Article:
The kitchens of Madrid’s Royal Palace are unique amongst those in European capitals. London may have Hampton Court Palace’s sixteenth century kitchens from the time of Henry VIII and Versailles elegant eighteenth century versions, but neither come close to Madrid’s which have preserved practically every bit of equipment used over the centuries until 1931.
Their uniqueness is partly because the kitchens are out of bounds to visitors. We had the chance of being part of a handful of journalists exclusively allowed in as part of the Madrid Fusion gastronomic event earlier in the year.
Welcome to the Royal Palace
Although today the Royal family spend most of their time at the much more modest Palacio de Zarzuela, at the official Royal residence in Madrid there are extensive security checks to get through, before crossing the vast, elegant courtyards of the palace.
The site has held fortresses since the 9th century era of Muslim rule, but today’s enormous white palace was built between 1738 and 1755. Down stone stairways sit the vast kitchens, notably cooler than upstairs. The kitchens originally came under the ‘oficios de boca’ and included a bakehouse, cellar, fruitery, confectionery, pastry, saucery, potagerie for vegetables and guardamangier. There were then three distinct kitchens for the household, ladies and the King (or Queen) themselves.
Incredible Royal Stoves
A doorman control everything – and everyone – who goes in or out. The wooden shelves and dressers, as well as two large coal-fired stoves connected to ‘hot cupboards’, date from the reign of Isabel II in the mid 19th century, while the extraordinary collection of copper pots and pans – made in France – came from Alfonso XIII. They were coated inside in silver to protect diners from potential poisoning. A beautiful decorated hot plate heater also dated from this era.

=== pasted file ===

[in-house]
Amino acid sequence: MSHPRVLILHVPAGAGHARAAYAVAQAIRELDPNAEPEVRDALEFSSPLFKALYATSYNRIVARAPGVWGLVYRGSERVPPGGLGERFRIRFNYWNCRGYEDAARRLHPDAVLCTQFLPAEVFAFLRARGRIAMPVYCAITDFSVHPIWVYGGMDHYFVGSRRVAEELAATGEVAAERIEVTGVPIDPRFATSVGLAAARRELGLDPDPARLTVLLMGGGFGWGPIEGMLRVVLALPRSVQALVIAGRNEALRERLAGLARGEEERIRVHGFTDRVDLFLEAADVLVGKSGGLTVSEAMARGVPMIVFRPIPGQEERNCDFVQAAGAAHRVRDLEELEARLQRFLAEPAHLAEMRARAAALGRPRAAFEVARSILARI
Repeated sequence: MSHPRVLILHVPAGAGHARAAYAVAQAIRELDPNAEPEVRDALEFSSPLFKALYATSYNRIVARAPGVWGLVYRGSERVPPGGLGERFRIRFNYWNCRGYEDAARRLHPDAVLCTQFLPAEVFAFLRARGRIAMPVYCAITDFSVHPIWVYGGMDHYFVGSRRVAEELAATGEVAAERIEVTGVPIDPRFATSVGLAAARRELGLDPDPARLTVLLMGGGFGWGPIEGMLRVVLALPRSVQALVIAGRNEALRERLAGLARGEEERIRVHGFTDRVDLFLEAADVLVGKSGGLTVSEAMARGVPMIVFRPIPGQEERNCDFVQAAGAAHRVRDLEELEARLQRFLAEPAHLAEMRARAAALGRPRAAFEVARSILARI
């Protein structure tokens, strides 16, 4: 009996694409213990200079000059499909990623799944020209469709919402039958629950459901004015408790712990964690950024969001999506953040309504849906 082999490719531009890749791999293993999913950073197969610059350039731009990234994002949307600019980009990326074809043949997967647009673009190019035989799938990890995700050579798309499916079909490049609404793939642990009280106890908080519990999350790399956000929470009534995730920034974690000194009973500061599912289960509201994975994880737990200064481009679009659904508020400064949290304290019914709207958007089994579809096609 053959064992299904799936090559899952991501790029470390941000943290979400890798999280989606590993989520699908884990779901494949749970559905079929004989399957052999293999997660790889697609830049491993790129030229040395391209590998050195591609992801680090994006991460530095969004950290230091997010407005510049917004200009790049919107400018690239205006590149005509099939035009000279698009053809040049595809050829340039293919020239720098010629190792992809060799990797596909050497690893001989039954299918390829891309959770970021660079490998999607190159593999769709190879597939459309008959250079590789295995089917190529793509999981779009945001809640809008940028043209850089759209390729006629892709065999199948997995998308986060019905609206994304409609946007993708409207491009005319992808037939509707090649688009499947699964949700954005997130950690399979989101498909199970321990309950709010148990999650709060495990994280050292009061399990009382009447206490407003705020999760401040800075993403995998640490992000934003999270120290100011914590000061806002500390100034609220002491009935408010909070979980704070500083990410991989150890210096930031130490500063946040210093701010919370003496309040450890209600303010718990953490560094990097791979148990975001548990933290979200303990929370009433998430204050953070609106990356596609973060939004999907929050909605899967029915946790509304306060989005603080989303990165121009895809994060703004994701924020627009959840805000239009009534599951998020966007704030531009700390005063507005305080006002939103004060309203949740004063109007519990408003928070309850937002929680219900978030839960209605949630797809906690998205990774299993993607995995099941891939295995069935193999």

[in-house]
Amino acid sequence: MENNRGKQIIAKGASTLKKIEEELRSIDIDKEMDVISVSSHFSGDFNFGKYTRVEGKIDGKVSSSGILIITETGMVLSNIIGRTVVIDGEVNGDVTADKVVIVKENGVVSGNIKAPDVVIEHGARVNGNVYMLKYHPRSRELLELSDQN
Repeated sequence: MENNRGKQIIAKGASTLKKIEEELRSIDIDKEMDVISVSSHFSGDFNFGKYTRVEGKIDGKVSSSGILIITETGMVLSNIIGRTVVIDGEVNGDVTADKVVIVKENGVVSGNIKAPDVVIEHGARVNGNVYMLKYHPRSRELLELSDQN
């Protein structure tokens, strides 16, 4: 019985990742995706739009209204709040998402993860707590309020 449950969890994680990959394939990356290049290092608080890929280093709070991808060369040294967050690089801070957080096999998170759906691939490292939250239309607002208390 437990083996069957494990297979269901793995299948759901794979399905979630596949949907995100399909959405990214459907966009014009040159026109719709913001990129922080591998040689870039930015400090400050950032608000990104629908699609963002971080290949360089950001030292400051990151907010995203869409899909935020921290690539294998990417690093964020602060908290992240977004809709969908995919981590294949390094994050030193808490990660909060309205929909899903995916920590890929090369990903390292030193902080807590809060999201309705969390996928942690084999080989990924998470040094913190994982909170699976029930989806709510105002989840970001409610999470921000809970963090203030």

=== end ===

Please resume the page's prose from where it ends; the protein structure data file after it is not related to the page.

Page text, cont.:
Royal paella pans show the historic popularity of an iconic Spanish dish, while there are also rooms full of moulds, piping and decoration tools for elaborate chocolate, desserts and pastry that would have graced royal tables at banquets.
The ‘lys’ flower emblem on many of them show that they were the Royal Family’s property.
The enormous wooden ‘frescaria’ or ice boxes, a forerunner to modern refrigeration, show how the kitchens were cutting edge. They would have been used partly to hold ice creams and ice deserts made in elegant churns with a wheel.
Rooms full of beautiful trays were the final prep rooms for last touches before dishes were carried upstairs.
The Largest Royal Household in Europe
Huge amounts of food were produced by the kitchens. Privileged people were able to eat what wasn’t consumed by the royal household that, numbering more than 3,400 rooms, was the largest in Europe. All of which meant that very little went to waste – but rather sadly, at least in the 18th Century, the monarch would eat alone.
Of course, no meal would be complete without wine, labels and remainders of the cellar show what was consumed. Maybe a 1905 Lafite or the 1878 Latour?